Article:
The electrochemical performances of the samples are examined in potassium metal cells within 2.7–4.4 V (vs. K+/K) with our previously reported non-flammable phosphate-based electrolyte (2.5 M potassium bis(fluorosulfonyl) imide (KFSI) salt dissolved in triethyl phosphate (TEP) solvent), which exhibits an excellent anodic stability (Supplementary Fig. 11 and the corresponding text) and is also well-compatible with the graphite anode27,28. For the following laboratory evaluation of the electrochemical performance of the samples in the coin-type cells, a typical active material loading of 1 mg cm−2 is used. Figure 3a shows the galvanostatic charge–discharge potential profiles of KMF-EDTA at 15 mA g−1 (0.1 C, 1 C = 150 mA g−1). During the first charge (depotassiation) process, two distinct voltage plateaus centered at 4.06 and 4.10 V (vs. K+/K) are observed. The subsequent 1st discharge (potassiation) process displays two corresponding reduction potential plateaus centered at 3.98 and 4.06 V (vs. K+/K). These two pairs of well-defined redox plateaus at 4.06/3.98 and 4.10/4.06 V (vs. K+/K), which are attributed to low-spin Fe2+/3+ and high-spin Mn2+/3+ redox couples, respectively11,12, maintain almost unchanged over 100 cycles. Remarkably, the potential hysteresis for the two redox couples is only 80 and 40 mV, which are the smallest among all reported PBAs electrode materials29. As shown in Fig. 3a, the first charge and discharge capacities of KMF-EDTA are 188.8 and 153.5 mAh g−1 with an initial Coulombic efficiency of 81.34%. The first charge capacity of KMF-EDTA exceeds its theoretical value (~156 mAh g−1, corresponding to full depotassiation from K2Mn[Fe(CN)6]). Considering the negligible water content in the sample, the excess capacity should be ascribed to the oxidative decomposition of the electrolyte at high voltages, as evidenced by the small voltage tail at the end of the 1st charge process. After the 1st cycle, the charge capacity gradually decreases from 164.7 mAh g−1 at the 2nd cycle to 155.6 mAh g−1 at the 8th cycle and the Coulombic efficiency approaches 98%, indicating that the electrolyte decomposition only occurs during the initial few cycles.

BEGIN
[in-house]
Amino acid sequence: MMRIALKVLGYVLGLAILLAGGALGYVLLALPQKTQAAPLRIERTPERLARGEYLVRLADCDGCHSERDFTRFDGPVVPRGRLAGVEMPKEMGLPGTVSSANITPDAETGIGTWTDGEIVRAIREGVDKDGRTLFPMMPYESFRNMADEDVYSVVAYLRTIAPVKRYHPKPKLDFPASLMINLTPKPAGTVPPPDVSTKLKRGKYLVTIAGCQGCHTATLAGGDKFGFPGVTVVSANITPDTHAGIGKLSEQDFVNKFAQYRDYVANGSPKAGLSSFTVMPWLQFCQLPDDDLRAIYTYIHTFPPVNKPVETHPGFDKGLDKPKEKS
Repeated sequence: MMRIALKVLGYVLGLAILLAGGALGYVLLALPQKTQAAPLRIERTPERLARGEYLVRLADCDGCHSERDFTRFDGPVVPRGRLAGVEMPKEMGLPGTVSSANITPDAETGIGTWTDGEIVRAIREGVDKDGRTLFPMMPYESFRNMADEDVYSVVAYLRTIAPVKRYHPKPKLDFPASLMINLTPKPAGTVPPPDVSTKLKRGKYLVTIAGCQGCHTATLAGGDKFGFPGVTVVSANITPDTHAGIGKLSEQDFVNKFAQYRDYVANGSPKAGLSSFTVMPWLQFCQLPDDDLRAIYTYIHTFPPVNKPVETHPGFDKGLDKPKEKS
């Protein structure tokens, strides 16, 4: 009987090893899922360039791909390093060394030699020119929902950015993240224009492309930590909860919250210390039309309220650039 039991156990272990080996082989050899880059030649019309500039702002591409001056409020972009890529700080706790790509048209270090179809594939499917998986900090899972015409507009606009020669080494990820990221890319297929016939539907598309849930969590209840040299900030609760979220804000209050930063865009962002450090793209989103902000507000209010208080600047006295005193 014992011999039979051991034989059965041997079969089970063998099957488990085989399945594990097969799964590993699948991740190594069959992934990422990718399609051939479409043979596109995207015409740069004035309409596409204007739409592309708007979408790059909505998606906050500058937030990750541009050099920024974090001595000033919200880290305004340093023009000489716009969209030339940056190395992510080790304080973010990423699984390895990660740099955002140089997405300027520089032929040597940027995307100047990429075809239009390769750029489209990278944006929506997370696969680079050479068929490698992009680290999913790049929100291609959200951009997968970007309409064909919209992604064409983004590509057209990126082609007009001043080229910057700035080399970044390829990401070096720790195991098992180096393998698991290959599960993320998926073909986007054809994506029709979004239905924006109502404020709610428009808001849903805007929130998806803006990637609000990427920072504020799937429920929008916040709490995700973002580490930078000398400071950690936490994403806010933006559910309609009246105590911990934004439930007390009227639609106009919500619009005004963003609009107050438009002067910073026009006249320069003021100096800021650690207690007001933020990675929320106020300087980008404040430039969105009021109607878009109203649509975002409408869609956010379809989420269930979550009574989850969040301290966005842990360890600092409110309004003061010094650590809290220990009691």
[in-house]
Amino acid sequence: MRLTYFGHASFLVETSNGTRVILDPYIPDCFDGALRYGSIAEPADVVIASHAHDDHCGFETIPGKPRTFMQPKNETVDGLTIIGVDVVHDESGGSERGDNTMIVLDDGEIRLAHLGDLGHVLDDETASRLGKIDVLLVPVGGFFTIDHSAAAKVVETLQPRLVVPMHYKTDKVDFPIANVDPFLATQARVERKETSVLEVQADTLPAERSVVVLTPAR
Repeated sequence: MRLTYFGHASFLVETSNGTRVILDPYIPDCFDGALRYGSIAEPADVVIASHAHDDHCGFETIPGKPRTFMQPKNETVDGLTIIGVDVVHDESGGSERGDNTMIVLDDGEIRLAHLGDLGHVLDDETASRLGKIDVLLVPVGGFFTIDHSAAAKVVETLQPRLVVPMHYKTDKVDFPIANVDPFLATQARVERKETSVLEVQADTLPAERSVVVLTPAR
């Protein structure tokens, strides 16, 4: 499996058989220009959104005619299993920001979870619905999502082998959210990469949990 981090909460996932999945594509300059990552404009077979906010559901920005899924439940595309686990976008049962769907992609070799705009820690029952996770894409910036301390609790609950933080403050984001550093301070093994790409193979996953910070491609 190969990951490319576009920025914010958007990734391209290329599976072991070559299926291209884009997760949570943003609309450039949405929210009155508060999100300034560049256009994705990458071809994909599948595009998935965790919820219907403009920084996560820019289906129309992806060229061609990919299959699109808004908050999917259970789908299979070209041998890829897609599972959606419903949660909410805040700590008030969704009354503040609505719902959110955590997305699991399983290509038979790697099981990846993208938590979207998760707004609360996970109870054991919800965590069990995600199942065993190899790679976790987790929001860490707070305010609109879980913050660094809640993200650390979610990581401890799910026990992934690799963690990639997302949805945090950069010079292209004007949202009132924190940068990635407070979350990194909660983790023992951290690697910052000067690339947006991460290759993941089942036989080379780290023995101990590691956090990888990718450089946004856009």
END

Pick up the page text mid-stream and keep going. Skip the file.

Fig. 3: Electrochemical performance of the KMF-EDTA | K metal cells within 2.7–4.4 V (vs. K+/K).